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Keywords:

  • Childhood obesity;
  • fructose;
  • fructose malabsorption;
  • multicentre study

Summary

  1. Top of page
  2. Summary
  3. Author contributions
  4. Conflict of interests statement
  5. Funding
  6. References

Background

Studies in animals and in man have demonstrated that excessive consumption of fructose can cause all components of the metabolic syndrome.

Objective

To investigate the impact of a condition resulting in decreased absorption of fructose, on obesity.

Methods

In a multicentre study, we analyzed a cohort of paediatric patients with suspected primary fructose malabsorption (FM). Patients with chronic intestinal diseases were excluded. The final cohort comprised 628 patients.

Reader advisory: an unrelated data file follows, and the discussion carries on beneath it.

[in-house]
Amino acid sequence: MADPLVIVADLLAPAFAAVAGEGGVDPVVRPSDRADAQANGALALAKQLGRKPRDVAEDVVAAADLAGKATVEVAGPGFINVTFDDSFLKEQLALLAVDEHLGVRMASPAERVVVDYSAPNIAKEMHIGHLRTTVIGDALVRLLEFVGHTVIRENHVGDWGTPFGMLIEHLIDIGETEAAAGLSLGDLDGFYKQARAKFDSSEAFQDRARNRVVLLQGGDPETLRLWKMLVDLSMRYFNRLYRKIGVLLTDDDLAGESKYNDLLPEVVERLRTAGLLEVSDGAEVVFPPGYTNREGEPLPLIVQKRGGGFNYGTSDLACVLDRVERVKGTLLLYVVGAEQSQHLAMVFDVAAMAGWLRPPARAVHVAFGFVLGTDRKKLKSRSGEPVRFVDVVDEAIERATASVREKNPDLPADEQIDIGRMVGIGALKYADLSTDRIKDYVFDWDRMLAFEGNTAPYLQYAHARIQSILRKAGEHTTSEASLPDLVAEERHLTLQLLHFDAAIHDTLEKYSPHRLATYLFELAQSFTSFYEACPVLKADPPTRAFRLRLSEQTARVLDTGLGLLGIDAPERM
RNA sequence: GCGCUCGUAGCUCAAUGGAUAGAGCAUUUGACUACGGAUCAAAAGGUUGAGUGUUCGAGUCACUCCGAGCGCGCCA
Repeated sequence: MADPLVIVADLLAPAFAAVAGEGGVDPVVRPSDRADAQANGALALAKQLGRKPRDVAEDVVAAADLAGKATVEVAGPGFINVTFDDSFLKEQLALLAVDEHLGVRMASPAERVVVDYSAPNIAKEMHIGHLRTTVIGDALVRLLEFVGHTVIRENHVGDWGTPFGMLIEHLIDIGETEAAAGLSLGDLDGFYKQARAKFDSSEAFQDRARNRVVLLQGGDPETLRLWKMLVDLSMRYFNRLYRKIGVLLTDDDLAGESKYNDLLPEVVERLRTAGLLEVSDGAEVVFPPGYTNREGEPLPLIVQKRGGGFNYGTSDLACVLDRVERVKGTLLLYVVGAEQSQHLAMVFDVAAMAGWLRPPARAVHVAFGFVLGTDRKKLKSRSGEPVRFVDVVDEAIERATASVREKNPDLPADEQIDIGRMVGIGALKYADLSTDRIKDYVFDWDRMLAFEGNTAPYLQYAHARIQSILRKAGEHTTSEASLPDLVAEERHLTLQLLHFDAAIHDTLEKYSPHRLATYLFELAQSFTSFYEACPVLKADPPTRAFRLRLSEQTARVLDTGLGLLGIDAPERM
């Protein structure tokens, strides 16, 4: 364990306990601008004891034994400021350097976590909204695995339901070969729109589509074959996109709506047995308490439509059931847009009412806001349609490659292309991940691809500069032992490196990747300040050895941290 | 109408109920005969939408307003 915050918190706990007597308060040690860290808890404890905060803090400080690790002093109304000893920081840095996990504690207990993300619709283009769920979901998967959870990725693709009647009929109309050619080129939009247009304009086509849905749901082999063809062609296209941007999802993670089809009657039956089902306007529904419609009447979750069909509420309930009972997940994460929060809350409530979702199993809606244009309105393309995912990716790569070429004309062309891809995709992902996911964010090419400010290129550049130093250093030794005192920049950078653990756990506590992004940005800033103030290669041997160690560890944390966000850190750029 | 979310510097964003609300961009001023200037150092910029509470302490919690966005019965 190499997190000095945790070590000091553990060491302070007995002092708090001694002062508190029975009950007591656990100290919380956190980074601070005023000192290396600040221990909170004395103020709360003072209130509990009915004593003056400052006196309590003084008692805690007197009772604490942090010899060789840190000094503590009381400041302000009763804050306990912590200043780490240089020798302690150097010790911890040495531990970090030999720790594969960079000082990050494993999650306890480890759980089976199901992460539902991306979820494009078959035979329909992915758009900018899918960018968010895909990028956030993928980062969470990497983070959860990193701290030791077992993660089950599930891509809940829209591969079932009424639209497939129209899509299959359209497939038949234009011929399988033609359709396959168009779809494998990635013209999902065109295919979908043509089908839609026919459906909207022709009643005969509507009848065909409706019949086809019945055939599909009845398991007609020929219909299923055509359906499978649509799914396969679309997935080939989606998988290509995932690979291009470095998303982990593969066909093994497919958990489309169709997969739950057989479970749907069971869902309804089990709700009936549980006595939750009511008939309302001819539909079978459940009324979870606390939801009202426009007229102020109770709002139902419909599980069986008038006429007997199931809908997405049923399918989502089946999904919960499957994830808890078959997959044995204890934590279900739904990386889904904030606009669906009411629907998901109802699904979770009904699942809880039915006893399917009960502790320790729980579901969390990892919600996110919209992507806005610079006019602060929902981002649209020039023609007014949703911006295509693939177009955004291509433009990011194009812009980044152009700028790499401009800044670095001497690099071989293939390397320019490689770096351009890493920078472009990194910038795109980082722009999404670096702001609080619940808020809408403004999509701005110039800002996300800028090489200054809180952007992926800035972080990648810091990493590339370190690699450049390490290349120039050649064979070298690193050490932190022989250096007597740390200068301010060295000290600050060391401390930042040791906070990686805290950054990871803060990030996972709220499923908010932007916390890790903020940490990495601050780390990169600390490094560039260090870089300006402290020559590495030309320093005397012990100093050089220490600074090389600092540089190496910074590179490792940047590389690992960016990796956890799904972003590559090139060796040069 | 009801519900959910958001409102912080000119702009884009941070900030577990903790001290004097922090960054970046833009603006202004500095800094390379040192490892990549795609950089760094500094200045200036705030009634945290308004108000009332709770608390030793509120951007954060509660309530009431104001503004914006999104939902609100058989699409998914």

Results

302 patients were diagnosed with primary FM (48.1%). The proportion of obese patients was lower among FM patients, compared to non-FM patients (2.3 vs. 6.1%, P = 0.029). Logistic regression analysis with inclusion of various covariates showed that FM was negatively associated with obesity (OR 0.35, 95% CI [0.13; 0.97]). We discuss several mechanisms involving the metabolic, endocrine and gastrointestinal system.

Conclusions

Our data indicate that primary FM is negatively associated with childhood obesity.

Abbreviations
BMI

body mass index

FM

fructose malabsorption

HBT

hydrogen breath test

HFCS

high-fructose corn syrup

IQ

interquartile interval

LI

lactose intolerance

SCFA

short-chain fatty acids

SDS

standard deviation score